Thursday night I was at a Soundstreams concert where Garry Kvistad and Russel Hartenberger, two of the four-man percussion ensemble Nexus, performed Clapping Music (1972) by Steve Reich. They walked out, stood in front of two microphones, and did it flawlessly. Fantastic. I'd heard the piece performed on radio/vinyl/CD, but never seen it done live, and never known exactly how it fitted into Reich's phase music approach. Here's some more about it. Knowing how it works makes it far more interesting.
As the Wikipedia entry says, "One performer claps a basic rhythm, a variation of the fundamental African bell pattern in 12/8 time, for the entirety of the piece. The other claps the same pattern, but after every 8 or 12 bars s/he shifts by one eighth note to the left. The two performers continue this until the second performer has shifted 12 eighth notes and is hence playing the pattern in unison with the first performer again (as at the beginning), some 144 bars later."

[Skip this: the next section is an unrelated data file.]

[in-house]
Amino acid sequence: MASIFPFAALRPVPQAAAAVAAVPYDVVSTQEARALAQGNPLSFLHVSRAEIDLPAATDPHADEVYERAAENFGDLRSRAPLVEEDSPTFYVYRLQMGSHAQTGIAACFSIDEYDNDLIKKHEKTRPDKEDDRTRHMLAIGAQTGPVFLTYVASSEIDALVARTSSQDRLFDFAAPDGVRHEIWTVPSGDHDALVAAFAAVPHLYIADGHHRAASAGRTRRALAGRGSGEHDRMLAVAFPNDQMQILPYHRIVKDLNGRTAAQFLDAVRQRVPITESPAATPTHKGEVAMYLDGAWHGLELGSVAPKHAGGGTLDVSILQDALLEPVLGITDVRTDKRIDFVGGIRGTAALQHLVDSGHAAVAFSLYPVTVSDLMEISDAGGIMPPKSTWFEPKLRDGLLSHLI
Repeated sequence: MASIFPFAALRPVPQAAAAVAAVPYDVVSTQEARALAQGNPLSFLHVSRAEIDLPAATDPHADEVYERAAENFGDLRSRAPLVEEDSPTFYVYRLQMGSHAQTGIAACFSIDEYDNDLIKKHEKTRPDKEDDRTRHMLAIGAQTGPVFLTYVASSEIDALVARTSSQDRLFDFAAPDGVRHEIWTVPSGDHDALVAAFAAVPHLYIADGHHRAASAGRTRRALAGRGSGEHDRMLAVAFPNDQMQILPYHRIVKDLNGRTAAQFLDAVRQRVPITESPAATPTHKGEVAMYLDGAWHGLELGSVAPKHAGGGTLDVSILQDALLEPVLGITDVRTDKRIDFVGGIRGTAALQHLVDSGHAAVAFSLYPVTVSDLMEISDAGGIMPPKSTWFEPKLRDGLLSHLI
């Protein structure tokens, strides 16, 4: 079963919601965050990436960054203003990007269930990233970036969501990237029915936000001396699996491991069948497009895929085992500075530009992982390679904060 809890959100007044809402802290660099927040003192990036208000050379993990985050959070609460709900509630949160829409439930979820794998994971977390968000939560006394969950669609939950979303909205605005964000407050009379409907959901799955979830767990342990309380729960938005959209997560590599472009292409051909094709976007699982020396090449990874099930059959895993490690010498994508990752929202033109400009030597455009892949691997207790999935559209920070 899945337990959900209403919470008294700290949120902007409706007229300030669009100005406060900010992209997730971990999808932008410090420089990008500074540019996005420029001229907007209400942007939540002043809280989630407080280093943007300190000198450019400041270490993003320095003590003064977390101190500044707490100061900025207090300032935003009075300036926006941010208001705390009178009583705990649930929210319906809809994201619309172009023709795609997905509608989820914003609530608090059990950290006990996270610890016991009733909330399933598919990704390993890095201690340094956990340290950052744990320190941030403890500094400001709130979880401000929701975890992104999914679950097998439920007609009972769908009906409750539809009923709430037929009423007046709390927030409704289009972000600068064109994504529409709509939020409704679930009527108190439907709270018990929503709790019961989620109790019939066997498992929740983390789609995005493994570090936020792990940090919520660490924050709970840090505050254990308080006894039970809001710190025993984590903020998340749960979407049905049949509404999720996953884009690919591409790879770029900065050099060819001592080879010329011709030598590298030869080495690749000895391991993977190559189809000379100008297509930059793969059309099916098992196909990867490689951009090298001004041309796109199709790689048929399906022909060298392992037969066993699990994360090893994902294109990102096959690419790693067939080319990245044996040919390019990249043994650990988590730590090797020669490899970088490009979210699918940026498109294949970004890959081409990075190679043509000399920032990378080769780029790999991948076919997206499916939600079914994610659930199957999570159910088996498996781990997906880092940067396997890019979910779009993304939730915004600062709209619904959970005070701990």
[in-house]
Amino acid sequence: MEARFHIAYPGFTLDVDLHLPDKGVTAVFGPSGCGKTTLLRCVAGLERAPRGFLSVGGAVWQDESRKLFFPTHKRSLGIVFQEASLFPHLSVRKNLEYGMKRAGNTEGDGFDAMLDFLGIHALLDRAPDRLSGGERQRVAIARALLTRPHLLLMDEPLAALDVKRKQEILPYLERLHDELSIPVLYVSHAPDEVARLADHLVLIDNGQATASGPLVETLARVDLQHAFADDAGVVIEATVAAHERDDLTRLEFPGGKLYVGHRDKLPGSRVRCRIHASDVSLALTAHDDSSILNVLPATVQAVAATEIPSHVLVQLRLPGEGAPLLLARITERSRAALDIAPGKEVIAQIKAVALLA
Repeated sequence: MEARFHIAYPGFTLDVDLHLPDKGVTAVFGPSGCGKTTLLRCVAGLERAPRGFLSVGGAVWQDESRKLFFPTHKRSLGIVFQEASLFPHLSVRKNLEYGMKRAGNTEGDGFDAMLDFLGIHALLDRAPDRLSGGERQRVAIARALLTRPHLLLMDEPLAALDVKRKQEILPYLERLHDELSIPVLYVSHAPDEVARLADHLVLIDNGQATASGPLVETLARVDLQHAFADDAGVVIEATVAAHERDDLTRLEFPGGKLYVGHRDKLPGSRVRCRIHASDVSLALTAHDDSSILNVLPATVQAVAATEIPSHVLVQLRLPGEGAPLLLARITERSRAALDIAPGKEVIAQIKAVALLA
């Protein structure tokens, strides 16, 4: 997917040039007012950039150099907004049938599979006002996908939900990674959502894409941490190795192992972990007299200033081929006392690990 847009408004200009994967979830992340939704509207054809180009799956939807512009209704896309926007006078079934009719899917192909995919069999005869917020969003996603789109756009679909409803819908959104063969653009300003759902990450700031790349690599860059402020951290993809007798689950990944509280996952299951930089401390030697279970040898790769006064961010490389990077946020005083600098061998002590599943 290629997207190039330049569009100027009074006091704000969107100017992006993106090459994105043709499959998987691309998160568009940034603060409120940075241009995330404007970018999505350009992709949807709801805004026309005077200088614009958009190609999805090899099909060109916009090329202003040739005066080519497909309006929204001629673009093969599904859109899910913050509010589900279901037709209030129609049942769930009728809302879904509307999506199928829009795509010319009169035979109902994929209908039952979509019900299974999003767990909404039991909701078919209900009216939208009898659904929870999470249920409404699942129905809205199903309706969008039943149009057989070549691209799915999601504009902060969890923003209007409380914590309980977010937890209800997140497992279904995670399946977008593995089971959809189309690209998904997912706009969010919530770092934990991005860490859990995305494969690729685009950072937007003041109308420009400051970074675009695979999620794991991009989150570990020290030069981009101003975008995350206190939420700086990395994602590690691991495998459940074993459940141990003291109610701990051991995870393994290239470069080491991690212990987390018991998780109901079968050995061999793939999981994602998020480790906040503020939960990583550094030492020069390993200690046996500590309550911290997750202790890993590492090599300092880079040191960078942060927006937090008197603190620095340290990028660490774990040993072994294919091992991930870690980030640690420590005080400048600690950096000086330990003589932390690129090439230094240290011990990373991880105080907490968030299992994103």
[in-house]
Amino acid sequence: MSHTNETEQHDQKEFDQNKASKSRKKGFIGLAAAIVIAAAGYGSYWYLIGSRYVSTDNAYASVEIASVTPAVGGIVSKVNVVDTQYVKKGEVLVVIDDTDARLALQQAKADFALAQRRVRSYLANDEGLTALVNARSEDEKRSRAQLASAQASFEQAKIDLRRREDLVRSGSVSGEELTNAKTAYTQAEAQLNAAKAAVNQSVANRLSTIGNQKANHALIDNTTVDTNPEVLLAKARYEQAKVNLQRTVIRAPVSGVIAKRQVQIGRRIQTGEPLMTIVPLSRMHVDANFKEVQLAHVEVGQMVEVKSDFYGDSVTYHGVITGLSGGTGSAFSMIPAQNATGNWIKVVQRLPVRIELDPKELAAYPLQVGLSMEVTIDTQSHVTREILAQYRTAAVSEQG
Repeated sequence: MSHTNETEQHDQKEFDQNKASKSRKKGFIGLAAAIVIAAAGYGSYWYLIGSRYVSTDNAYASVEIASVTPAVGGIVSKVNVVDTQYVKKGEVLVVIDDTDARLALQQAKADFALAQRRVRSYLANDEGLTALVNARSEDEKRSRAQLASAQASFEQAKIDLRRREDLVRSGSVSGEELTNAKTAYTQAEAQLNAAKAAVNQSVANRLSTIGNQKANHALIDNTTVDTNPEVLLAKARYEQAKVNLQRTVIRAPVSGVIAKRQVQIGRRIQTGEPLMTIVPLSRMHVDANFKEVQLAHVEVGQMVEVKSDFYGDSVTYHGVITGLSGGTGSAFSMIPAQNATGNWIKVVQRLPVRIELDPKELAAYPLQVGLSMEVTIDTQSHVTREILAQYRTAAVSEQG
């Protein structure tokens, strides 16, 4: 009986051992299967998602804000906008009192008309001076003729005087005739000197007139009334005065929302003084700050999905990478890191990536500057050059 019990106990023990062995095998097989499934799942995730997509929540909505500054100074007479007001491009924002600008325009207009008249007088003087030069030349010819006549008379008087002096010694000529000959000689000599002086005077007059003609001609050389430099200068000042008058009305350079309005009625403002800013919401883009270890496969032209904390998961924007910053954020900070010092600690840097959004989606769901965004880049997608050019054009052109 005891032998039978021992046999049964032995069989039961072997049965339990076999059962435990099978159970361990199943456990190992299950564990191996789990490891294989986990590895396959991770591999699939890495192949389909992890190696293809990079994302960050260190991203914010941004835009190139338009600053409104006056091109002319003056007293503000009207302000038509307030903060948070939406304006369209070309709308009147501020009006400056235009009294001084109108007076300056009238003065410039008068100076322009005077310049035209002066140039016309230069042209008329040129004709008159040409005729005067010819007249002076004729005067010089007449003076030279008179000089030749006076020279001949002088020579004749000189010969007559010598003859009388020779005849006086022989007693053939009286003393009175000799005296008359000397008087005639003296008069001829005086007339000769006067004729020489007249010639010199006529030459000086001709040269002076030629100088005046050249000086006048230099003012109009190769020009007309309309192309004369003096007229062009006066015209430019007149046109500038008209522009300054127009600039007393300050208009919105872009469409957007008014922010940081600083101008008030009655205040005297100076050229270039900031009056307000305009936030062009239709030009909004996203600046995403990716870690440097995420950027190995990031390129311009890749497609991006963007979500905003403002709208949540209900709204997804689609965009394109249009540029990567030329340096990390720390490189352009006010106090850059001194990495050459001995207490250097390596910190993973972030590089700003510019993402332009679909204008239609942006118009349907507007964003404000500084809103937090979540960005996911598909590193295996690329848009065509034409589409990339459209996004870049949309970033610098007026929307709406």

Here's the basic pattern:
What does it sound like? Here's Steve Reich performing it:
That's mind-boggling but too mysterious. You can see how much attention it would take to perform, but what are they doing?
Here's a great animated version that makes very clear how the patterns shift:
Aha! And here's another animated version:
Now it's all the more clear how hard it must be to perform the piece. And to do it by juggling it, well, that would be nuts.
Or, if you're Dame Evelyn Glennie, to perform it yourself, playing each of the two parts on each hand (this is a mix of several performances, one where she's keeping time with her left foot):
Incredible, all of it.
See also my post about Philip Glass's Knee Play 3, which is similarly algorithmic.